Richard STRAUSS (1864-1949)
Don Juan, Op. 20 (1888) [18:33]
Death and Transfiguration, Op. 24 (1888/89) [26:18]
Till Eulenspiegel’s Merry Pranks, Op. 28 (1895) [14:35]
Pittsburgh Symphony Orchestra/Manfred Honeck
rec. 8-10 June 2012, Heinz Hall, Pittsburgh, USA

This year, 2014, marks the one hundred and fiftieth anniversary of the birth of Richard Strauss. In these highly competitive times commercial imperatives are the driving force behind most recordings. Nevertheless it is to be hoped that this Strauss anniversary year will produce some fresh recordings of his lesser regarded orchestral works including the symphonic fantasy Aus Italien, the tone poem Macbeth, the orchestral suite Le bourgeois gentilhomme and the Symphonia Domestica.
Here on this Reference Recordings SACD are three of Strauss’s most successful orchestral scores regarded by many as masterpieces of the genre.  

The opening work is Don Juan, a tone poem after Nikolaus Lenau’s dramatic poem. It was the seventeenth century Spanish playwright Tirso de Molina who created the character of the renowned Spanish lover Don Juan from traditional folk legends. Many playwrights were inspired to write about Don Juan, notably Byron, Dumas and Molière. Based on the play by Hungarian poet Nikolaus Lenau, Strauss was aged only twenty-four when he commenced sketches for Don Juan in 1888. Considered for its time a revolutionary work when Don Juan was introduced at Weimar in 1889, its success elevated Strauss to superstar status. It’s not hard to imagine that this period was an extremely happy one in Strauss’s life as around this time he was in love with his future wife the soprano Pauline de Ahna. Maestro Honeck conducts the noble introduction toDon Juan with an heroic feel to this moody and colourful score in which a sumptuous and ripe sensuality predominates. With a striking range of orchestral colour the Pittsburgh orchestra’s stormy and robust surges of restless energy are almost overpowering. The conductor points out, in the notes, that at the end of Don Juan for emphasis he has adjusted the sound of the strings “gradually to transform the tone into an uncomfortable, convulsing and shuddering ponticello until the final pizzicato marks the hero’s last heartbeat.” Honeck and his Pittsburgh players excel in this work but without displacing the 1957 Dresden account from the Staatskapelle Dresden under Karl Böhm the 1963 Berlin account Berliner Philharmoniker also under Karl Böhm or the 1972/73 Berlin account from Berliner Philharmoniker under Herbert von Karajan; all three are on Deutsche Grammophon.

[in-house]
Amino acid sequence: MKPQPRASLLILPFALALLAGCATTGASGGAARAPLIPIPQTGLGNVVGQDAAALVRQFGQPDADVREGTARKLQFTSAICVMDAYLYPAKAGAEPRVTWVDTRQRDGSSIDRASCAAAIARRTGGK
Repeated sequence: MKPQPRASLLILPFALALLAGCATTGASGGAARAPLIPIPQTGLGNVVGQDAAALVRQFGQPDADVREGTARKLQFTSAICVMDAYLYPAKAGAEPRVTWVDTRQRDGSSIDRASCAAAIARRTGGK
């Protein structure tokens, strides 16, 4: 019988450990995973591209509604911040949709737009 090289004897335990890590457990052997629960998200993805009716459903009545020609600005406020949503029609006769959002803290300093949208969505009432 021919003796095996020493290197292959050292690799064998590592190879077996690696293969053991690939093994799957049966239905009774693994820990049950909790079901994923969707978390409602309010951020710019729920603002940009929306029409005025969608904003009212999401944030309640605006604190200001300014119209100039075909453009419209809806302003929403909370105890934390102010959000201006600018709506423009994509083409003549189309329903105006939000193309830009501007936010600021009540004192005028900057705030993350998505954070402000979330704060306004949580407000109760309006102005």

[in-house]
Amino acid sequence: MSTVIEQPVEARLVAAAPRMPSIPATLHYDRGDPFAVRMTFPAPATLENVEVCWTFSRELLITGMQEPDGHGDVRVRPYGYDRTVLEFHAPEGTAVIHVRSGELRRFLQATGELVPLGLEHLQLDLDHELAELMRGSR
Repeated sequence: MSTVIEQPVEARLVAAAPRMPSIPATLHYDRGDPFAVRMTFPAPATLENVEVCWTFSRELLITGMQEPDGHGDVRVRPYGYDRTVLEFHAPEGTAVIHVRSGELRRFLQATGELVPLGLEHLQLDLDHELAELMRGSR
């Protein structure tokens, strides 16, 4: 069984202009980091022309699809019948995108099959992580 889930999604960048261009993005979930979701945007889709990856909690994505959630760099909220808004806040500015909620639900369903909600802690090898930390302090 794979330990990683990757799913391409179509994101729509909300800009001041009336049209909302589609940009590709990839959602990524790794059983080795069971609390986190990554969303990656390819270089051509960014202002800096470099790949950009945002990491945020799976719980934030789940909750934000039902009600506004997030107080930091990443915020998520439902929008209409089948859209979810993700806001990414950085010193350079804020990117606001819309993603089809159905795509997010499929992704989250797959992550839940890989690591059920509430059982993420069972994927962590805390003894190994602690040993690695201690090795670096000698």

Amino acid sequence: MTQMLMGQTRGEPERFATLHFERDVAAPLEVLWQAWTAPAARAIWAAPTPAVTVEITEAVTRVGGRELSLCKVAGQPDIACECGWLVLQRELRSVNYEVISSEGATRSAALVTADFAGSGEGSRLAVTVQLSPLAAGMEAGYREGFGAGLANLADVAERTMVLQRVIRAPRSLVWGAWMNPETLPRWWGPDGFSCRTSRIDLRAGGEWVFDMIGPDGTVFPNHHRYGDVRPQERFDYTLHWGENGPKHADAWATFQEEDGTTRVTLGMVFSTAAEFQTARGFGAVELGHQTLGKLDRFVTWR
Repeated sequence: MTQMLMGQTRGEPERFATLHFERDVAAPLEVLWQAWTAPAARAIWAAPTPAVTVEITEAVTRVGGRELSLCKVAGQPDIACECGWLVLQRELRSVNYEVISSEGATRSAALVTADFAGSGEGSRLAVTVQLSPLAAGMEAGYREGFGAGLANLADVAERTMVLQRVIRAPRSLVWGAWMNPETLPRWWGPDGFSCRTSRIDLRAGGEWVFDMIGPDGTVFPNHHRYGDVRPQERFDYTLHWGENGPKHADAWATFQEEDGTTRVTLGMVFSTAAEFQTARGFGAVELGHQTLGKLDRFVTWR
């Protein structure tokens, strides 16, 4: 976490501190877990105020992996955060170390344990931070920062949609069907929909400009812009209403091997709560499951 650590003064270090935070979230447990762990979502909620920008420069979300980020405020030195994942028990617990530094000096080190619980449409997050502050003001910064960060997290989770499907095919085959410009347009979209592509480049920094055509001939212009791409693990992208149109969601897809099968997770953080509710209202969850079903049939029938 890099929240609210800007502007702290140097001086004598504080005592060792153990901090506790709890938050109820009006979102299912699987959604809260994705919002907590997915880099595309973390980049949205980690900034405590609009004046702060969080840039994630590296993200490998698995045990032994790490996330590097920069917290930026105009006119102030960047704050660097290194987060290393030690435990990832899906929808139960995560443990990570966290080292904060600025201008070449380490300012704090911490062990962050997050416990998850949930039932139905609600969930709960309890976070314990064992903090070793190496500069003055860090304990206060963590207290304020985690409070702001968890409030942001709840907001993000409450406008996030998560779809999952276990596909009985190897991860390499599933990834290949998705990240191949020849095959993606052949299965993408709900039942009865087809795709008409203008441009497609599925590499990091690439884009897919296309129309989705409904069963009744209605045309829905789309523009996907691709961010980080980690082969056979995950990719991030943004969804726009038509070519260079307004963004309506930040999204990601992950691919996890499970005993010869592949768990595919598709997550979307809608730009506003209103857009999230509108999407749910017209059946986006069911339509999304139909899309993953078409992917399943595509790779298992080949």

In 1888/89 Strauss wrote the tone poem Death and Transfiguration (Tod und Verklarung). It is his attempt to depict the last moments of an artist on his deathbed reflecting on his youth. Here Strauss was unable to draw upon his own personal experience of serious illness and was using his imagination. At the behest of Strauss, his friend Alexander Ritter wrote an interpretation of Death and Transfiguration in a poem; in effect a programme note. This receives a splendidly paced and moving performance with a glorious wash of orchestral sound. As fine as this Pittsburgh recording is it fails to displace my preferred 1982 Berlin account by the Berliner Philharmoniker under Herbert von Karajan and also his earlier 1972/3 Berlin account with the same forces each on Deutsche Grammophon.
The tone poem Till Eulenspiegel’s Merry Pranks - after an old picaresque legend in rondo form for large orchestra, was composed by Strauss in 1895. Till Eulenspiegel, Strauss’s mischievous prankster, is a character from fourteenth century traditional German folk legends. Concerned with orchestral detail Honeck in the notes explains that in the trial scene he has heightened the pitch of the D clarinet to make it more audible. He further reveals the importance of giving extra emphasis to the sforzato chords. Strauss’s agreeably heart-warming score is so full of light-hearted mischief but despite a valiant attempt this version cannot match the compellingly portrayed reading by the Berliner Philharmoniker under Rudolf Kempe from Berlin in 1958 reissued on Regis. In addition there are strong claims for the convincing live 2009 Munich recording from the Symphonieorchester des Bayerischen Rundfunks under Mariss Jansons on BR Klassik.
I played this hybrid SACD on my standard player. Recorded in 2012 by Soundmirror of Boston the satisfying sound certainly serves the music splendidly being warm and clear with an excellent balance.
In recent years this orchestra has grown in stature and with this release in the Pittsburgh Live! series their collaboration has once again borne luscious fruit.
Michael Cookson 

Masterwork Index: Don Juan ~~ Till Eulenspiegel’s Merry Pranks ~~ Tod und Verklarung


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